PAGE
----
Relevant Dates

  • October 2005: federal Conservative government cuts funding of Status of Women Canada and changes its mandate
  • October 19, 2015: self-proclaimed feminist, Justin Trudeau, wins the general elections signaling sea change for SWC
  • November 2015: Patty Hajdu gets appointed Minister of Status of Women Canada
  • January 2017: Maryam Monsef succeeds Patty Hadju as Minister of Status of Women Canada
  • February 27, 2018: The federal budget includes gender equality as its major theme

Role or Position

In 1976, the Government of Canada established Status of Women Canada to “co-ordinate policy with respect to the status of women and administer related programs” (Order in Council 1976-779). It rapidly became the ‘canary in the coal mine’ test of official federal commitment to gender equality. By the 1990s, and especially under the administration of Stephen Harper’s Conservatives (2006-2015), it faced recurring attack and diminution of influence. The return of Justin Trudeau’s Liberals, with the significant presence of feminist cabinet ministers, augured a sea change. This shift was enabled by the resurgence of feminist, Indigenous, and other protest movements. The 2018 federal budget’s promise to promote the agency to a full ministry was accompanied by significant commitments to enhanced gender equality. SWC seems to have assumed a significant role in encouraging gender analysis of public policy, but its endorsement of an intersectional, ‘gender plus’ approach appears to have had less effect.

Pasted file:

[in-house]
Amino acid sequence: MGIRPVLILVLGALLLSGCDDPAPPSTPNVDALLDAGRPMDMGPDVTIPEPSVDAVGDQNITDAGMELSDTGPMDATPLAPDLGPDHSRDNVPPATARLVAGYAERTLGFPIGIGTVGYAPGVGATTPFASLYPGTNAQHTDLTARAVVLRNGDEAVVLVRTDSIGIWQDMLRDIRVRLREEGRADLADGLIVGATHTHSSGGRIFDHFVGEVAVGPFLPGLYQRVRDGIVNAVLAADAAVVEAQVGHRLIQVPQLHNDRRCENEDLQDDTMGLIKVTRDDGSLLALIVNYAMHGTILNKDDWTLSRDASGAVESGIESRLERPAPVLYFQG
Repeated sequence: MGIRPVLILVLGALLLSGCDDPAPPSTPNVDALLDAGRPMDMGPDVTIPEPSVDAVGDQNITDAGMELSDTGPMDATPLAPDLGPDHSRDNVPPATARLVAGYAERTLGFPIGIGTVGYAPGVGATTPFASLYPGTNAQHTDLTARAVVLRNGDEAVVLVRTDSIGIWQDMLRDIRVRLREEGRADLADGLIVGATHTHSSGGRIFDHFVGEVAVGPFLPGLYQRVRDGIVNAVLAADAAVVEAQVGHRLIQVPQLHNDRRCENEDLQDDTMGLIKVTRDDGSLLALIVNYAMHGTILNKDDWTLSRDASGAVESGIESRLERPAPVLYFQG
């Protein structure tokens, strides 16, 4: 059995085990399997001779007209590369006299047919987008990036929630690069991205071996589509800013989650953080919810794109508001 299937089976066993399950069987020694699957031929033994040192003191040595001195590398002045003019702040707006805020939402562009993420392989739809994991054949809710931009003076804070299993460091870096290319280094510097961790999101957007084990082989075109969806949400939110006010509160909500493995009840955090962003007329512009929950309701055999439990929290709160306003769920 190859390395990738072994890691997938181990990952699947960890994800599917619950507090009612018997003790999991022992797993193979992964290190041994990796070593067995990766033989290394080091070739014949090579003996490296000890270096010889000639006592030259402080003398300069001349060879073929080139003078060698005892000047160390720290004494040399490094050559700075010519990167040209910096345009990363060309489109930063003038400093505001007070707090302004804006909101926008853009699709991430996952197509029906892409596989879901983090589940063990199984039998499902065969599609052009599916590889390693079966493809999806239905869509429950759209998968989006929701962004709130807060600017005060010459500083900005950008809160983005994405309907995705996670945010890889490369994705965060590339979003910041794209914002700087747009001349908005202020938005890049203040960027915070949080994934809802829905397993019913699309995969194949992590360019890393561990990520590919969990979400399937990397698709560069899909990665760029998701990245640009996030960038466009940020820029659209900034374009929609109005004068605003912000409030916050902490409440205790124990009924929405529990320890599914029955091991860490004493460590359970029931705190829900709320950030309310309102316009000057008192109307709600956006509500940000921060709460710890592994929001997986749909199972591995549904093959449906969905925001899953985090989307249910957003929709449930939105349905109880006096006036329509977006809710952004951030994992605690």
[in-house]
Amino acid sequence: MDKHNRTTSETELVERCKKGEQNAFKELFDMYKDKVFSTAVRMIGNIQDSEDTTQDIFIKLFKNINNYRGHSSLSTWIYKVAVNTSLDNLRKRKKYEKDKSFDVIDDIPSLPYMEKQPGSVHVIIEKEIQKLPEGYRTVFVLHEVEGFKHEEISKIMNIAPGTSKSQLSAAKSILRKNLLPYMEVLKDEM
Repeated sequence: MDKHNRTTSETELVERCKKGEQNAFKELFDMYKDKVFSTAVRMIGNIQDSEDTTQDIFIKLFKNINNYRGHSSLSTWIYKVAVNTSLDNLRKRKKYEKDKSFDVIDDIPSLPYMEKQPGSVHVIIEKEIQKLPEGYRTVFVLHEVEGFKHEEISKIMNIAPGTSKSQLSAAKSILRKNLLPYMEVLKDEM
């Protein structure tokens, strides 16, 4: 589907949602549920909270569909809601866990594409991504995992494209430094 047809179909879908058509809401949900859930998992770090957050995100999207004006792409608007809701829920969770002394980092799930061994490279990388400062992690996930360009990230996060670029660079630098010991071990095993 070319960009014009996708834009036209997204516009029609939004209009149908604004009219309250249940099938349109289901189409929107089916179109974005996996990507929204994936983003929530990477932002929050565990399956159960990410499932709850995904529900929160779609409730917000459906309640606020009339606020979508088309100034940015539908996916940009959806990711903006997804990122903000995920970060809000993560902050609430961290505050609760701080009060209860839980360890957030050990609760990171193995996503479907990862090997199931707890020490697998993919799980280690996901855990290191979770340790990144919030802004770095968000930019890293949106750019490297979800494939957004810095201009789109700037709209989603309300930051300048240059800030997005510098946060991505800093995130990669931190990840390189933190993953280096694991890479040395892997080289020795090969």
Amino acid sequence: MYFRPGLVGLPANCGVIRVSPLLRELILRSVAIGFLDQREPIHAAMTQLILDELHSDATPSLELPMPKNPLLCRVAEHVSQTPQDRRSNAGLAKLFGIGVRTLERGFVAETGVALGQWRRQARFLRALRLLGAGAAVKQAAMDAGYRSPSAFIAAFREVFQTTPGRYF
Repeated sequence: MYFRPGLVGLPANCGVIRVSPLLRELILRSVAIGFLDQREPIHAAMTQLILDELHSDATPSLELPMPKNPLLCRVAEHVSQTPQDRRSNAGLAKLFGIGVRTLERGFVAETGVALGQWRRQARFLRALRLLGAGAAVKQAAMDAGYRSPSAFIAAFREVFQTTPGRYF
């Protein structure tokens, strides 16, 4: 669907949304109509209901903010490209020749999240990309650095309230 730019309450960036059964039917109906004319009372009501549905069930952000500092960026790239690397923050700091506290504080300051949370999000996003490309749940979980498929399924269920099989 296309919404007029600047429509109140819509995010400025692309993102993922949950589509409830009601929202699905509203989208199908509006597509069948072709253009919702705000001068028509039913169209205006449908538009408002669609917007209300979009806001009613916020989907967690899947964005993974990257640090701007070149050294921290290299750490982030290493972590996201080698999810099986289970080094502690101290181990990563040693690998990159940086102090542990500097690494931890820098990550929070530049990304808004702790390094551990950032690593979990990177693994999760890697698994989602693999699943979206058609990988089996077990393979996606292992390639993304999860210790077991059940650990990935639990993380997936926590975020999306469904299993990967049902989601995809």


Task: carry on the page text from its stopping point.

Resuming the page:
Implications and Consequences

  • SWC is in far better shape than it was in October 2015. Its role in promoting equality and a gender plus analysis within federal departments, tackling violence, and supporting advocacy-based service and research has been significantly recognized and enhanced. For the first time, the government in power has publicly committed to an agenda that envisions a central role for SWC.
  • The 2017 mandate of the Minister for the Status of Women includes far more specific commitments to equality. This should permit better tracking of the government record.
  • The 2018 federal budget promised unprecedented growth for SWC including the transition to a department and heightened responsibilities. It suggests official recognition that the scope of gender inequality goes far beyond the capacity of a small program focused on policy recommendations and funding services and research.
  • The Liberal 2018 budget goes some way to meet 2015 election pledges to gender justice, but promises require a concomitant commitment to addressing the special disadvantages of Indigenous and other marginalized communities that are highlighted in any serious intersectional analysis. The government has yet to demonstrate its acceptance of the SWC’s ‘gender plus’ analysis.

Date published: 7 March 2018